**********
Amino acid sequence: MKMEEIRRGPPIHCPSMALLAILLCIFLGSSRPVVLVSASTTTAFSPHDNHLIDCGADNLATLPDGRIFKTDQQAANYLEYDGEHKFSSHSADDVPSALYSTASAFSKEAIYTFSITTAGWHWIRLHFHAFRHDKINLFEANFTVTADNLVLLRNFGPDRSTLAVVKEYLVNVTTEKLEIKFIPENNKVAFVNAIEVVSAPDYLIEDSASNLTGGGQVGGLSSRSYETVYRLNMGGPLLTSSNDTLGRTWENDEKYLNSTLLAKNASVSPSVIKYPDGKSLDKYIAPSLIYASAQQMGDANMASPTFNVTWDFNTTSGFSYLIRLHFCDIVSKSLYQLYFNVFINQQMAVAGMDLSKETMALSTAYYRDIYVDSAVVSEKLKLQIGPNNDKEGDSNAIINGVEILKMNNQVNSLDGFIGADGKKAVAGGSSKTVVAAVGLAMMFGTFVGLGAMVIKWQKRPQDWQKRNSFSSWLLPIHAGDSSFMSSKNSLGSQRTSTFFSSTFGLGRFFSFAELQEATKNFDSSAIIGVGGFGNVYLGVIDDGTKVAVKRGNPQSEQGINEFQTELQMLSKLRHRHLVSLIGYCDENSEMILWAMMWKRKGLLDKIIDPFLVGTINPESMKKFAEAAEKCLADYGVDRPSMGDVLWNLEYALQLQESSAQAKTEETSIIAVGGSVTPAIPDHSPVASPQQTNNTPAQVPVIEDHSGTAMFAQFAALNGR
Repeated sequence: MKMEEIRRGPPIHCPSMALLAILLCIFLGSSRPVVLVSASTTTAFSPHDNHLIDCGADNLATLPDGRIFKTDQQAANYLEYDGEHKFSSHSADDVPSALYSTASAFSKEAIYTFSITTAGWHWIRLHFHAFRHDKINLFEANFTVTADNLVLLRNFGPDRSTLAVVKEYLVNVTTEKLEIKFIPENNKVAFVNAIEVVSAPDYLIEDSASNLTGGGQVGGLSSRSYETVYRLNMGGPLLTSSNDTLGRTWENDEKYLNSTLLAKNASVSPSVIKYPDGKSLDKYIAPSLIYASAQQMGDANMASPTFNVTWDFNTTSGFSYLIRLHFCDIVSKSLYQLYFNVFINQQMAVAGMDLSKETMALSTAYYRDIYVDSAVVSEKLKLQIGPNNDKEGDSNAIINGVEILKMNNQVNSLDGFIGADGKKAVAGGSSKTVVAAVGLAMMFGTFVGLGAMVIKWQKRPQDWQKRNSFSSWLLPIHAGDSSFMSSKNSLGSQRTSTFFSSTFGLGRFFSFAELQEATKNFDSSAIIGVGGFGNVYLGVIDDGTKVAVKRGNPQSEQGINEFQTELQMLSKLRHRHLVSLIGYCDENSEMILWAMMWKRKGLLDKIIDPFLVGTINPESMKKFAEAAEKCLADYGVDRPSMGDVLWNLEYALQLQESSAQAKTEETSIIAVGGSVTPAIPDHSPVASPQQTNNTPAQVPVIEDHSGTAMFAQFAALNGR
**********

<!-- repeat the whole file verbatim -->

Amino acid sequence: MKMEEIRRGPPIHCPSMALLAILLCIFLGSSRPVVLVSASTTTAFSPHDNHLIDCGADNLATLPDGRIFKTDQQAANYLEYDGEHKFSSHSADDVPSALYSTASAFSKEAIYTFSITTAGWHWIRLHFHAFRHDKINLFEANFTVTADNLVLLRNFGPDRSTLAVVKEYLVNVTTEKLEIKFIPENNKVAFVNAIEVVSAPDYLIEDSASNLTGGGQVGGLSSRSYETVYRLNMGGPLLTSSNDTLGRTWENDEKYLNSTLLAKNASVSPSVIKYPDGKSLDKYIAPSLIYASAQQMGDANMASPTFNVTWDFNTTSGFSYLIRLHFCDIVSKSLYQLYFNVFINQQMAVAGMDLSKETMALSTAYYRDIYVDSAVVSEKLKLQIGPNNDKEGDSNAIINGVEILKMNNQVNSLDGFIGADGKKAVAGGSSKTVVAAVGLAMMFGTFVGLGAMVIKWQKRPQDWQKRNSFSSWLLPIHAGDSSFMSSKNSLGSQRTSTFFSSTFGLGRFFSFAELQEATKNFDSSAIIGVGGFGNVYLGVIDDGTKVAVKRGNPQSEQGINEFQTELQMLSKLRHRHLVSLIGYCDENSEMILWAMMWKRKGLLDKIIDPFLVGTINPESMKKFAEAAEKCLADYGVDRPSMGDVLWNLEYALQLQESSAQAKTEETSIIAVGGSVTPAIPDHSPVASPQQTNNTPAQVPVIEDHSGTAMFAQFAALNGR
Repeated sequence: MKMEEIRRGPPIHCPSMALLAILLCIFLGSSRPVVLVSASTTTAFSPHDNHLIDCGADNLATLPDGRIFKTDQQAANYLEYDGEHKFSSHSADDVPSALYSTASAFSKEAIYTFSITTAGWHWIRLHFHAFRHDKINLFEANFTVTADNLVLLRNFGPDRSTLAVVKEYLVNVTTEKLEIKFIPENNKVAFVNAIEVVSAPDYLIEDSASNLTGGGQVGGLSSRSYETVYRLNMGGPLLTSSNDTLGRTWENDEKYLNSTLLAKNASVSPSVIKYPDGKSLDKYIAPSLIYASAQQMGDANMASPTFNVTWDFNTTSGFSYLIRLHFCDIVSKSLYQLYFNVFINQQMAVAGMDLSKETMALSTAYYRDIYVDSAVVSEKLKLQIGPNNDKEGDSNAIINGVEILKMNNQVNSLDGFIGADGKKAVAGGSSKTVVAAVGLAMMFGTFVGLGAMVIKWQKRPQDWQKRNSFSSWLLPIHAGDSSFMSSKNSLGSQRTSTFFSSTFGLGRFFSFAELQEATKNFDSSAIIGVGGFGNVYLGVIDDGTKVAVKRGNPQSEQGINEFQTELQMLSKLRHRHLVSLIGYCDENSEMILWAMMWKRKGLLDKIIDPFLVGTINPESMKKFAEAAEKCLADYGVDRPSMGDVLWNLEYALQLQESSAQAKTEETSIIAVGGSVTPAIPDHSPVASPQQTNNTPAQVPVIEDHSGTAMFAQFAALNGR